Bonevet is already shaping the next generation of made in Kosovo digital craftsmanship and, who knows, maybe it will be known as the birthplace of a future Kosovo Silicon Valley.
Between March 6th and March 22nd 2015, 1,468 Albanian-Americans took part in an online survey, of whom 869 completed the full survey.
The survey studied the ways in which the active Albanian-Americans would like to engage in the development of their home countries. It also inquired on how many of these Albanian-Americans would like to be engaged in an Albanian Diaspora Program.
The Main Findings were:
Identification with Albanian Roots: The respondents identify very strongly with their Albanian roots. On a scale from 0 to 10, 73% of the respondents gave values of at least 6, and 36% gave values of at least 9. Culturally, half of the respondents identify themselves both as Albanians and as Americans. The other half is split between those feeling more Albanian and those feeling more American.
Proposed Types of Diaspora Engagement: The most popular means of engaging in the development of the home region are education (81%) and professional exchange (76%). About 63% of all respondents would like to engage through humanitarian aid, 54% through business development and trade, and 47% through investments.
To quote from the executive summary of the survey:
“The survey results paint a very favorable picture of the Albanian-American Diaspora’s willingness, ability, and commitment to be engaged in an Albanian Diaspora Program. There are several hundred highly educated individuals from a variety of backgrounds who would like to be engaged in professional and educational exchange, investment, and business development. The survey respondents optimistically demonstrate that they can be a positive force for change and economic development in their home countries.
There are significant concerns, however, that the resources and commitment in the home countries are too limited, and might well impede a successful Albanian Diaspora Program. Meetings planned for this spring and beyond between the Diaspora and the government counterparts should help us understand the extent to which these limitations are real and the extent to which there is political will and potential to overcome them. It is quite possible therefore that the initial focus of the Albanian Diaspora Program should be on institutional strengthening of the countries of origin in Southeastern Europe.”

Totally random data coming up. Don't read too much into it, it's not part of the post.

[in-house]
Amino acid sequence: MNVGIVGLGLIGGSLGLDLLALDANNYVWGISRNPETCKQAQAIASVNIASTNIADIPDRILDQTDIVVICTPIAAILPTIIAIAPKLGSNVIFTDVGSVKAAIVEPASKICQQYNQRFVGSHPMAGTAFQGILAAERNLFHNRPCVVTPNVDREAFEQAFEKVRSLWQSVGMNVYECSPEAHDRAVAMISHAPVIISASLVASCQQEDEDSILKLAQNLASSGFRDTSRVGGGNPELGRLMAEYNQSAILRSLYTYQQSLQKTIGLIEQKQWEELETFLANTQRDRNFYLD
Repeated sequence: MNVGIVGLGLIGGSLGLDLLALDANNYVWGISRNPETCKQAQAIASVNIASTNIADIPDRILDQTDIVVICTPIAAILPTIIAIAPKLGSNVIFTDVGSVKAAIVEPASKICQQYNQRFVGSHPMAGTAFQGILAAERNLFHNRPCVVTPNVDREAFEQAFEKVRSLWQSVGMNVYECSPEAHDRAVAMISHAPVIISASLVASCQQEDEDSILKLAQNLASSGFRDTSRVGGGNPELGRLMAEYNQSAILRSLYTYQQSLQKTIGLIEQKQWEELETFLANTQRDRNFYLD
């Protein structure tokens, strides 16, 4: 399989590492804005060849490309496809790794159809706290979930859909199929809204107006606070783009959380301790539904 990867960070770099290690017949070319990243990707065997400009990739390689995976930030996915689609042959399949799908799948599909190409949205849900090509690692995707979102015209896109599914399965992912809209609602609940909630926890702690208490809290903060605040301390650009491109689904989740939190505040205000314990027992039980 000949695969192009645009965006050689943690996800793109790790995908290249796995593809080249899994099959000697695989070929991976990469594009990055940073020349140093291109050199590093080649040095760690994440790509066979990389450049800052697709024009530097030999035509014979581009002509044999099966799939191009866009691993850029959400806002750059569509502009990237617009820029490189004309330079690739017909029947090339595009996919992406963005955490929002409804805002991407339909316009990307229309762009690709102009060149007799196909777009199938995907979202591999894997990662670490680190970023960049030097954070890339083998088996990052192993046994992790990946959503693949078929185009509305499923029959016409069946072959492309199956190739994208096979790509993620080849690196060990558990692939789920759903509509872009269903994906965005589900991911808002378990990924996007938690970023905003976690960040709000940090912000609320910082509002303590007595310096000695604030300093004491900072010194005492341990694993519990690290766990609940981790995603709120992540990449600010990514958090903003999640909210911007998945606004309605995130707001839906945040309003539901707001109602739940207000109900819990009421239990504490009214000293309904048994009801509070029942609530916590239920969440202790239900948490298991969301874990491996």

Online Albanian platform ALMOOC which promotes the scientific education of Albanians, in cooperation with the current leader in information technology (IT), Microsoft, award application programmers working on the Windows Phone operating system (OS).
Almost two months prior, the platform for scientific education ALMOOC, in cooperation with the IT giant MICROSOFT Windows App Studio announced the competition “The Best of Almooc” with the slogan “learning has never been more fun”. The intention of this competition was to engage budding Albanian programmers to build apps (applications) for the Windows Phone OS.
This competition managed to incite a lot of interest in the technologically-passionate in Albania as well as in Kosovo. The number of participants was in the highs of 1000, showing the growth of the competitive spirit in Albanians for such international competitions, but at the same time it shows the amount of Albanian interest in programming in general. This was exactly the reason why Windows App Studio signed a contract with ALMOOC in order to engage Albanian talent in building apps for smart tools working with the Windows Phone OS.
The jury under the lead of the head of Microsoft Windows App Studio Mr. Bryan Tomlinson, selected over 200 apps which were rigorously tested and filtered, finally publishing the list of 20 apps which were presented to the mass audience in the final ceremony. The handing out of the awards happened in an unorthodox e-ceremony, powered by the IT platform which the participants had access to while their projects were being tested in real-time.